China Focus: Not King Gesar, but dinosaurs -- Tibetan people worship big footprints

13:15, January 16, 2011      

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The large footprints on the cliff, which look like traces of giants, are mysteries for the native people in Qamdo Prefecture in southwest China's Tibet Autonomous Region, surrounded by white kha-btags year round.

"People believe that the footprints belong to King Gesar," said Ngawang Donden, a local resident in Qamdo, who often passes by the prints when traveling for business as director of Gamdo Radio and Television Center.

Known as the chief of the ancient Tibetan kingdom, King Gesar was born in the 11th century as the son of the supreme god Indira. The king, with supernatural powers, conquered the "kingdoms of demons" in a heroic epic created by Tibetans.

Thus in folklore, the eight pairs of footprints, among which the largest is 1.7 meters long, are believed to have been left by Gesar. Prayers must give kha-btags to the miracle, which has become a scenic spot and attracts hundreds of thousands of tourists annually.

"I don't believe in supernatural powers, but I cannot explain it either," said Ngawang Donden.

Who left the big footprints? An article "First Record of Dinosaur Tracks from Tibet, China" published Saturday in the Geological Bulletin of China, revealed the mystery with scientific research -- the tracks belonged to dinosaurs from the Early-Middle Jurassic period.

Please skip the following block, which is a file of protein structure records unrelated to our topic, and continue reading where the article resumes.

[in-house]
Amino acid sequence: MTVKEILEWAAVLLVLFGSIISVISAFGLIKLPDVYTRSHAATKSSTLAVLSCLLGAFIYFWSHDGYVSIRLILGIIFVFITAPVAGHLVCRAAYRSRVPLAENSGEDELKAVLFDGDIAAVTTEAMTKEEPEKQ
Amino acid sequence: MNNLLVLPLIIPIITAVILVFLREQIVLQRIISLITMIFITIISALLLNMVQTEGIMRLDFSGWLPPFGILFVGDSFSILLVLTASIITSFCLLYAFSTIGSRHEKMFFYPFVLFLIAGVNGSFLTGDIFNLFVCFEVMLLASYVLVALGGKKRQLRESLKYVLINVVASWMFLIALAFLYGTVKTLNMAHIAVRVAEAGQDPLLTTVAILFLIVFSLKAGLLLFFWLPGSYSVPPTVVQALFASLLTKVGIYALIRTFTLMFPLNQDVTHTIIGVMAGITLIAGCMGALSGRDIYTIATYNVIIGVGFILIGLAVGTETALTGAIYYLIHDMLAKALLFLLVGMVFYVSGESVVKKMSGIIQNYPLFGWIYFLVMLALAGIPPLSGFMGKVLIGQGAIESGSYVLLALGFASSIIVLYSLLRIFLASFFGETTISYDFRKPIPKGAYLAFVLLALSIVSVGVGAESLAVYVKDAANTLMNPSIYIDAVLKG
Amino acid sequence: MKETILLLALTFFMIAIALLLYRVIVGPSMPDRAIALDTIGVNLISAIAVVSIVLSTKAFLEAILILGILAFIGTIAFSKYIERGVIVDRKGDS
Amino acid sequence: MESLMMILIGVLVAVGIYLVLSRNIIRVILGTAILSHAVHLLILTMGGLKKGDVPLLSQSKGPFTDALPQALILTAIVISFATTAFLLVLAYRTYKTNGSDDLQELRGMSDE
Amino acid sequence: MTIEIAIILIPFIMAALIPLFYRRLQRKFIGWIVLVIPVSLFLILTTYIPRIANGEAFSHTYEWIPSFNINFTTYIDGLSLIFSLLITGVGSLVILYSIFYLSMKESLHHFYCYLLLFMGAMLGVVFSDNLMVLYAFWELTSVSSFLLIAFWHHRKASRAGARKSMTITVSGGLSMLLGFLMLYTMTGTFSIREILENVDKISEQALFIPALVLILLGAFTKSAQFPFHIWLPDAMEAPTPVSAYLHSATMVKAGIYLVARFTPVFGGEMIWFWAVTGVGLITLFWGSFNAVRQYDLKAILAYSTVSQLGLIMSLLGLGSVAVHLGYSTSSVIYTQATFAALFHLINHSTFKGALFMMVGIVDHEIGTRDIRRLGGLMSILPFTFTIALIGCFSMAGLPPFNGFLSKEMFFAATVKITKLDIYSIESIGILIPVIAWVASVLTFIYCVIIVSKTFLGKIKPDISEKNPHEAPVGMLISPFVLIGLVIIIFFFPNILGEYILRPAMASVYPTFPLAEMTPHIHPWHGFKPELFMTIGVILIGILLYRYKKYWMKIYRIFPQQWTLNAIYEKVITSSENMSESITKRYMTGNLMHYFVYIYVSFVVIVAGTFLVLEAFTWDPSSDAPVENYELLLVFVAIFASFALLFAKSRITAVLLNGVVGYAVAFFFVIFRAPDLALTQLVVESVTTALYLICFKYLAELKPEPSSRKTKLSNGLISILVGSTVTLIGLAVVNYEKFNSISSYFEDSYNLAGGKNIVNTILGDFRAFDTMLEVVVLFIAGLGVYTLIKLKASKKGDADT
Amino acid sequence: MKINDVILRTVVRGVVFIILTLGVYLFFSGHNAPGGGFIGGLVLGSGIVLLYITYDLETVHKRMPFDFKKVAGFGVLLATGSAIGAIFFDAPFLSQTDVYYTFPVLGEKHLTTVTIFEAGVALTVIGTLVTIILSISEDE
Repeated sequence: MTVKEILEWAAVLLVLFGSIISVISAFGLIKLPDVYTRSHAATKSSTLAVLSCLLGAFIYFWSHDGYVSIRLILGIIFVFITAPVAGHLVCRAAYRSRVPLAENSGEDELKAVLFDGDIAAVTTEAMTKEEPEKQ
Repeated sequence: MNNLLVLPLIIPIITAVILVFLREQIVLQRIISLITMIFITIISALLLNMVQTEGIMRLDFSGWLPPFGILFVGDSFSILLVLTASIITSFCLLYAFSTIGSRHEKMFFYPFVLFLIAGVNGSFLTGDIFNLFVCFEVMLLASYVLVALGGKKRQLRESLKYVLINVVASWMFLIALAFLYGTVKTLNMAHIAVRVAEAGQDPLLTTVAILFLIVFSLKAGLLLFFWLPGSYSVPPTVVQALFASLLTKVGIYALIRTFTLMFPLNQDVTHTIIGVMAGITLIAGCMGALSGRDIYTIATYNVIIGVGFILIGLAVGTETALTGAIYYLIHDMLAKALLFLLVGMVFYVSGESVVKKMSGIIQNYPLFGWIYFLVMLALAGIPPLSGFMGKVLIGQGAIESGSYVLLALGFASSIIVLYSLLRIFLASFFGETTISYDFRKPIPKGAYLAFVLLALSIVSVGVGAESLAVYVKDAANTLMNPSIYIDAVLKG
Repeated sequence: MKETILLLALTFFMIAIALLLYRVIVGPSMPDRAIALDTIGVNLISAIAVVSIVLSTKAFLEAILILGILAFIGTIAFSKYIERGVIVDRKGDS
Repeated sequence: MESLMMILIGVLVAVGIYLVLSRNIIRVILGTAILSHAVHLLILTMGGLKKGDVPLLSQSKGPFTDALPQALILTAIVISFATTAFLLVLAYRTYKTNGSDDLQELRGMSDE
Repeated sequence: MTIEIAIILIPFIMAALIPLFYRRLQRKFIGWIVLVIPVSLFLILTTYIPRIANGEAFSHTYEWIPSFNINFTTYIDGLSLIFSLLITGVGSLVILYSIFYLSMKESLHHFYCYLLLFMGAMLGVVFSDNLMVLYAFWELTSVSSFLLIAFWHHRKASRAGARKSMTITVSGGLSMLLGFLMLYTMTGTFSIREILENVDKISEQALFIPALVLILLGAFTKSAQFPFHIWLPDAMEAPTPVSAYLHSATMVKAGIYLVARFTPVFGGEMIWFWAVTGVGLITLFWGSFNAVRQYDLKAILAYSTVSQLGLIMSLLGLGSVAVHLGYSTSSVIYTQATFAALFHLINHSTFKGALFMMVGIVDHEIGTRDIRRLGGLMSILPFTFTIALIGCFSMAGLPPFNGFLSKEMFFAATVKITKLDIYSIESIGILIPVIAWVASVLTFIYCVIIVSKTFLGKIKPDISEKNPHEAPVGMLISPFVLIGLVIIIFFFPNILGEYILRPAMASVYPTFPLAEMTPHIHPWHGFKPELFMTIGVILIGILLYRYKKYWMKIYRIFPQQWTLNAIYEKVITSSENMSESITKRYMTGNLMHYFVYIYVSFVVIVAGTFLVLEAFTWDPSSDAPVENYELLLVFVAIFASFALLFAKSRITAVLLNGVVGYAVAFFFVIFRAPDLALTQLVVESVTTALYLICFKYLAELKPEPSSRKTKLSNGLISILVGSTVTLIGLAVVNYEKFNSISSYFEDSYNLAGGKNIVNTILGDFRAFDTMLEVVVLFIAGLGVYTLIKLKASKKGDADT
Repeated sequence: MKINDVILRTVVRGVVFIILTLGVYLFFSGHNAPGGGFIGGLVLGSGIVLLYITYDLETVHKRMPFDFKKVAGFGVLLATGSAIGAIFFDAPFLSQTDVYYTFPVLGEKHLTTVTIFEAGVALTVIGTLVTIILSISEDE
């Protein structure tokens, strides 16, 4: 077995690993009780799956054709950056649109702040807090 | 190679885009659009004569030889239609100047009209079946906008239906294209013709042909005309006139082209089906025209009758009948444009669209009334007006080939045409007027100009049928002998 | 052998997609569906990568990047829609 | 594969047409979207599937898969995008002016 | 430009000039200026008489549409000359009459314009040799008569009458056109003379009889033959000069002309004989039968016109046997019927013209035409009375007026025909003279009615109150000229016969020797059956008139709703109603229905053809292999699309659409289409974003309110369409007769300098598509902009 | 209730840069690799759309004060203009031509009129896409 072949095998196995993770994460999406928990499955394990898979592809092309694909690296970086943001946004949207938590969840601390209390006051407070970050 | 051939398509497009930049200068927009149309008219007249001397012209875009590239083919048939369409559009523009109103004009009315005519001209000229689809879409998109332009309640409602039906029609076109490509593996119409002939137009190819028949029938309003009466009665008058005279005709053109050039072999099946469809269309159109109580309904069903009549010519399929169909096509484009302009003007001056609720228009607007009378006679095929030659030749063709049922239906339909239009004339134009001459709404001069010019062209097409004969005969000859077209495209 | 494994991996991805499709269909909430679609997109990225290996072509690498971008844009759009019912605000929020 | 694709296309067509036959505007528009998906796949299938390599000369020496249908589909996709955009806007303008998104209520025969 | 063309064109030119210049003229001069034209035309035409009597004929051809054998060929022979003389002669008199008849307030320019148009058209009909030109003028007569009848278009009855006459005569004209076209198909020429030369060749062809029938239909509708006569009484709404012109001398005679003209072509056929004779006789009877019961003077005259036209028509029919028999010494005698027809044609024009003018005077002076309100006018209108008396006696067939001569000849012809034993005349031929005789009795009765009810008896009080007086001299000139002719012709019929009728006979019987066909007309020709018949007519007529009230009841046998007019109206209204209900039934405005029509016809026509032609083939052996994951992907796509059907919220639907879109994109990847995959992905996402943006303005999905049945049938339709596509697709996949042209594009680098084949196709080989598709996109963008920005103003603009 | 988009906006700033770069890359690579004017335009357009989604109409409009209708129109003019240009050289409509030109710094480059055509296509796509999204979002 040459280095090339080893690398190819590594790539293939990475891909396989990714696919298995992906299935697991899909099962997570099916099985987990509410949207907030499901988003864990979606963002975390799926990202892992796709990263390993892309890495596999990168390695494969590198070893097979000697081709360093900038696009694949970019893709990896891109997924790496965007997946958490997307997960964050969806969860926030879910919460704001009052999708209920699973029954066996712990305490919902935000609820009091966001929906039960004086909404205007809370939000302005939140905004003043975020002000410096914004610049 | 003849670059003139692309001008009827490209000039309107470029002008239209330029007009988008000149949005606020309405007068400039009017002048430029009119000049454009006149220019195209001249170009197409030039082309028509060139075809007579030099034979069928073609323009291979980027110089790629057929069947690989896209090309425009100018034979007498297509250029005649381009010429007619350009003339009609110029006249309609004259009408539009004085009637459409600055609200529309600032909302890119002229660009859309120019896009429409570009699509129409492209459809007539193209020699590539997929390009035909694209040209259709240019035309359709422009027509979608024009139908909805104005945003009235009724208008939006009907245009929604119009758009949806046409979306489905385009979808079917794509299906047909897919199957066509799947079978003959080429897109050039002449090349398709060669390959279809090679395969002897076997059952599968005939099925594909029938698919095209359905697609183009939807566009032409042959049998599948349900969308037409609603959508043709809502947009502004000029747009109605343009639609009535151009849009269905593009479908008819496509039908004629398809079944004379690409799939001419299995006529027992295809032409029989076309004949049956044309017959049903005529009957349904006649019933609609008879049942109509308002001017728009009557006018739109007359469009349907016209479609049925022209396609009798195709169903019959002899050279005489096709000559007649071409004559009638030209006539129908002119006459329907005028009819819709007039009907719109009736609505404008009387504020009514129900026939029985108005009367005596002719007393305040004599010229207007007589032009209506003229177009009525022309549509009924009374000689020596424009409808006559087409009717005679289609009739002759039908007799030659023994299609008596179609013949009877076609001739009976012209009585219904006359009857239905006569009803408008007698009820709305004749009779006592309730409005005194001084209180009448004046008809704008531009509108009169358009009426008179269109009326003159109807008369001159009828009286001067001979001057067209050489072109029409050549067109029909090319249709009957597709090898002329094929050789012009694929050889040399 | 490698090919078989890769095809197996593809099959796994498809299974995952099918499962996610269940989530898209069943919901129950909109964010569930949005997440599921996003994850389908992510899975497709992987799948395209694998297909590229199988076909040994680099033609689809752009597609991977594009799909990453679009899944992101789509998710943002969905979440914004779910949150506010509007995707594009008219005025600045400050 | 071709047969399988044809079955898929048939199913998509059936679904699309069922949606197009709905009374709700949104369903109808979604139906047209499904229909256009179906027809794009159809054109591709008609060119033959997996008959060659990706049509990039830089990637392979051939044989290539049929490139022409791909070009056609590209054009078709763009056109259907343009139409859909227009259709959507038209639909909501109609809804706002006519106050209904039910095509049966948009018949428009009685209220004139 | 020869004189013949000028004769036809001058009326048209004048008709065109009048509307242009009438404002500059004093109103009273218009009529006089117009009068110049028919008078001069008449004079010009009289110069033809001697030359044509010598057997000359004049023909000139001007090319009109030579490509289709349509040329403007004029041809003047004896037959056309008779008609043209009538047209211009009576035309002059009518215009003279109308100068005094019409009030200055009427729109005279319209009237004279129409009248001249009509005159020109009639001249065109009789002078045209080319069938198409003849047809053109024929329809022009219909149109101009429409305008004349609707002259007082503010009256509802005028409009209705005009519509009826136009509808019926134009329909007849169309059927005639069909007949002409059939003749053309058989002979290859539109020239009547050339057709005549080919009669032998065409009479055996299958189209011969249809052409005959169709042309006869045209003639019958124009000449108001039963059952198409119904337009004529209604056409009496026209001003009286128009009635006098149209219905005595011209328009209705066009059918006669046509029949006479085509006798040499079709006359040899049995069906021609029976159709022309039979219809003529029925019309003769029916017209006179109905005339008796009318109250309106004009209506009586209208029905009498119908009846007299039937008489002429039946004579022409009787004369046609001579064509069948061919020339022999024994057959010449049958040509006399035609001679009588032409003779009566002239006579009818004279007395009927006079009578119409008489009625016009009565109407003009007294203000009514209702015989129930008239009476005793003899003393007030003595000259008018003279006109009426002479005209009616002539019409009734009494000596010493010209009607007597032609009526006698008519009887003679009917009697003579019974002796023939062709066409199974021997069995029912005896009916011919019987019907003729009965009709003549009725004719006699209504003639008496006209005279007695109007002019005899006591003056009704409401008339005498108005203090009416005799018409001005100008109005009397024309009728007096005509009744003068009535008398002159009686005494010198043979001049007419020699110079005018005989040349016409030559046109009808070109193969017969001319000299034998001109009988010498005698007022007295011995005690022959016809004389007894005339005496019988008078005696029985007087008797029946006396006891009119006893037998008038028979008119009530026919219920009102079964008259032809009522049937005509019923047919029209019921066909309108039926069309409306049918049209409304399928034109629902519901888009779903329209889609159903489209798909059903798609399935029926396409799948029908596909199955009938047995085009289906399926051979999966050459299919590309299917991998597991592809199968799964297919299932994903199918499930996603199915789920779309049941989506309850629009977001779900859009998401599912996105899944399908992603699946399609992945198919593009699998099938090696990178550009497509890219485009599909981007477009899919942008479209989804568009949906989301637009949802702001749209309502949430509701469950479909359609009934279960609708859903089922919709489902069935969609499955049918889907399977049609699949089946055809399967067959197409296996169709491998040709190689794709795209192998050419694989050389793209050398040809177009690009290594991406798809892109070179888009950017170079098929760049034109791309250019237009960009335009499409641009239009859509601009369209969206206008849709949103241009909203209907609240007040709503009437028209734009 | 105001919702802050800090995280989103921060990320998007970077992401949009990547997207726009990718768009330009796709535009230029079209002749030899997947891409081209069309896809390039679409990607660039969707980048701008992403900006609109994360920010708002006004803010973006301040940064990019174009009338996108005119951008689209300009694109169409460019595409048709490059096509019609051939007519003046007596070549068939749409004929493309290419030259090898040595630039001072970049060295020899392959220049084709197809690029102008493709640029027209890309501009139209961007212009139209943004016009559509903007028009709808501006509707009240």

The article, written by Xing Lida and Philip J. Currie from the Department of Biological Sciences, University of Alberta, Canada and Jerald D. Harris, Physical Sciences Department, Dixie State College, USA said that the three sauropod tracks are part of eight tracks found at the Morong track site in Qamdo Prefecture and resemble Brontopodus (sauropod dinosaur tracks).

The dinosaurs might be 18-meters-long, longer than two buses, said Xing Lida, 29 year-old Chinese Ph.D candidate.

"The owners of the footprints are sauropod dinosaurs who had large bodies. The only modern animal that can be mentioned in the same breath is the blue whale," he told Xinhua.

The tracks were first discovered in 1999 when workers were building the airport highway in the remote town. An explosion set off by the workers exposed the prints.

Buddhists believed that the footprints must belong to King Gesar, while others claimed the explosion scared the mountain gods and drove them away, and the footprints were made as the gods fled.

"The fear towards nature comes from the unknown," Xing said.

Xing first visited the site in 2003 and considered the tracks to be Brontopodus. In 2004, archaeologists at Sichuan University announced the footprint must have been left 150 million years ago. Then in 2010, Xing had a second chance to visit the tracks. "Many people do not know that Tibet also had dinosaurs. Actually, the sauropod dinosaur tracks in the Early-Middle Jurassic period are rare across the world, which gave them academic value," Xing said.

At the same time, dinosaurs in Qamdo and those in the neighboring Sichuan basin used to be considered as similar to each other, but the Titanosauriformes did not appear in Sichuan during the Jurassic period. The appearance of the sauropod dinosaur, a kind of Titanosauriformes, made the difference between the two places.

According to geologic conditions here, the area used to be under the sea and the footprints were left in the mud, he said.

"Maybe the dinosaurs were strolling along the seaside," he said.

Xing said he tried to tell local residents that they were dinosaur footprints, and not Gesar's. People simply thought he was blaspheming the king. However, with his efforts, some people did begin to believe him.

"But they just turned to worship the Dinosaur God, and continue to give kha-btags to the footprints," he said.

"In Tibet, nothing can change the fear and respect of nature, which made the place more attractive," said the young paleontologist.

Source: Xinhua
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